Does Sport Hunting Benefit Conservation?
by Andrew J. Loveridge, Jonathan C. Reynolds & E. J. Milner-Gulland

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There is a passion for hunting deeply implanted within the human breast...
(Charles Dickens, Oliver Twist, 18378)

When a wildlife population is threatened, deliberately killing individuals from it may seem perverse. Yet some argue that, paradoxically, well-regulated sport hunting benefits wildlife populations, and may sometimes be the only way to ensure their persistence. In this essay we consider whether this assertion is supported by experience.

When poorly regulated, hunting can be and historically often has been damaging to the target population, with dramatic examples of extinction and population decline (Roth & Merz 1996). Even in the 1980s, hunting contributed to drastic reductions in populations of the dorcas gazelle (Gazella dorcas) and to extermination of the Nubian bustard (Neotis nuba) from Sahelian Africa (Newby 1990). The tally of millions of migratory birds shot and trapped annually by Mediterranean hunters has alarmed observers and caused them to question its sustainability (Lindell & Wirdheim 2001). However, the impact of hunting on population dynamics can be complex and difficult to quantify. For example, although there has been much concern about the

impact of hunting on migratory turtle doves (Streptopelia turtur), Browne & Aebischer (2004) found that the observed decline in UK breeding turtle doves could be entirely explained by changed UK farming practices
with no direct evidence for a damaging impact of hunting. There are many examples all over the world where hunting has been regulated successfully (Tapper & Reynolds 1996). The wild turkey (Meleagris gallopavo; Dickson 1992), white-tailed deer (Odocoileus virginianus; Woolf & Roseberry 1998) and beaver (Castor canadensis; Novak 1987) in North America are all species whose fortunes have been dramatically improved by a programme of conservation measures that includes sub- stantial regulated harvests.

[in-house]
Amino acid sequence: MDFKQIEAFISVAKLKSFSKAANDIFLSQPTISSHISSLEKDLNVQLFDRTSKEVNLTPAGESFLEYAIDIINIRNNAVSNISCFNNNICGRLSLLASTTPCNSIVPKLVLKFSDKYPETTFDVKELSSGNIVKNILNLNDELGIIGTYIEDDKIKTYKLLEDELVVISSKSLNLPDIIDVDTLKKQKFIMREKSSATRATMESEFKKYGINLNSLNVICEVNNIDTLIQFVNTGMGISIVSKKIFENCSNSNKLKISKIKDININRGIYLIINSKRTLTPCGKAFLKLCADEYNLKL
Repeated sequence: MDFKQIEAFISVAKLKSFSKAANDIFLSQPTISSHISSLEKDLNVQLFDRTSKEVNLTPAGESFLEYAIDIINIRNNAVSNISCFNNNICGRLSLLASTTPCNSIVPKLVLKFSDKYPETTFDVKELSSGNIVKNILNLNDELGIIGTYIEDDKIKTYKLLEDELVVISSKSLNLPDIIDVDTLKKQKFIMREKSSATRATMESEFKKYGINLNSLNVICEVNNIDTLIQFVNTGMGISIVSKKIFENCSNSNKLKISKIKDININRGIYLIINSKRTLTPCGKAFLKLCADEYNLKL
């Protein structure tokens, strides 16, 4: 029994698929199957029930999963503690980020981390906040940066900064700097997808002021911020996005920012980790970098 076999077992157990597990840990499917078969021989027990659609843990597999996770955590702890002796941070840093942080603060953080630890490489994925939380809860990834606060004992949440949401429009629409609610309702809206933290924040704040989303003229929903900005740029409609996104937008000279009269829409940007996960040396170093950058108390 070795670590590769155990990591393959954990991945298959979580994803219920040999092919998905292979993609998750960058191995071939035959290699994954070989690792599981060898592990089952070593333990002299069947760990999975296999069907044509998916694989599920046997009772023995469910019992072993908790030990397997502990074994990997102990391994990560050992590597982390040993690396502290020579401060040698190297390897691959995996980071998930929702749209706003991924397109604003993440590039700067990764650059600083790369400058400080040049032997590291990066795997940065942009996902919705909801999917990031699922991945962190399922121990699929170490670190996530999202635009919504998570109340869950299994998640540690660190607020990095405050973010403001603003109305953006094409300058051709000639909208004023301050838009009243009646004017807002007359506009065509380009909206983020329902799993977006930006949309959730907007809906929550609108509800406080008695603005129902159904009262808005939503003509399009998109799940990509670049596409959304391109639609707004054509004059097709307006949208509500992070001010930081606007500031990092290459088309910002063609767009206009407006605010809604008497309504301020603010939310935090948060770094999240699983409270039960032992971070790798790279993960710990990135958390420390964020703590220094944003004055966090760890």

Sport hunting and nature conservation have both been part of human culture from the earliest times. For example, Ancient Egypt had a strong tradition of sport hunting (Osborn & Osbornova 1998). Bogdkhan Mountain Reserve, Mongolia, was formally protected in 1778, but informal prohibitions on hunting and logging on this sacred site date from the thirteenth century (United Nations Mongolia Office 2004). Other similar examples include the Royal Chitwan National Park in Nepal and the New Forest in the UK. However, the roots of contemporary conservation are usually traced back to nineteenth century colonial sport hunting (Adams 2004). Pressure from hunters, alarmed at unregulated destruction of game habitats and populations, led to the establishment of parks and reserves in the British colonies and the USA (Fitter & Scott 1978; Adams 2004). Many of these were initially set aside as hunting grounds, and many national parks services and government conservation departments have origins in agencies established to defend hunting reserves and suppress poaching (Adams & Hulme 2001). This purely preservationist view of conservation has given way to a perspective that is more inclusive of humans (Duffy 2000; Hutton & Leader-Williams 2003; Jones & Murphree 2004). Modern conservation is about reducing extinction risks, maintaining essential ecological processes, preserving genetic diversity and ensuring that the use of species and ecosystems is sustainable (Convention on Biological Diversity 2003). Although this definition does not positively promote use as a conservation tool, the explicit inclusion of sustainable use is a recognition that human use of wildlife happens, and that the appropriate role of conservation is to ensure that it is sustainable, rather than to prohibit it. Sport hunting is a multifaceted activity, occurring in many ecological and socio-political landscapes, variously motivated and generating a range of revenues. A single characterization of its impact on conservation is necessarily simplistic. We begin by clarifying what we mean by sport hunting, and discussing the ethical issues that bedevil the debate on its role in conservation. We then address the key issues summarized in Fig. 15.1.

Fig. 15.1 Illustrating the relationship between sport-hunting and conservation discussed in this essay. The
numbering corresponds to the key questions addressed in the main text.

1 We ask whether or not hunting raises
revenue, and if so whether this revenue
can be used to benefit conservation?
2 One important issue is whether or not revenue earned from hunting offsets the opportunity costs of not engaging in other activities, especially in the case of poor communities living in areas of rich biodiversity.
3 We explore whether hunting affects the conservation of habitat and biodiversity.
4 We explore whether there are any subtle side-effects affecting hunted populations.

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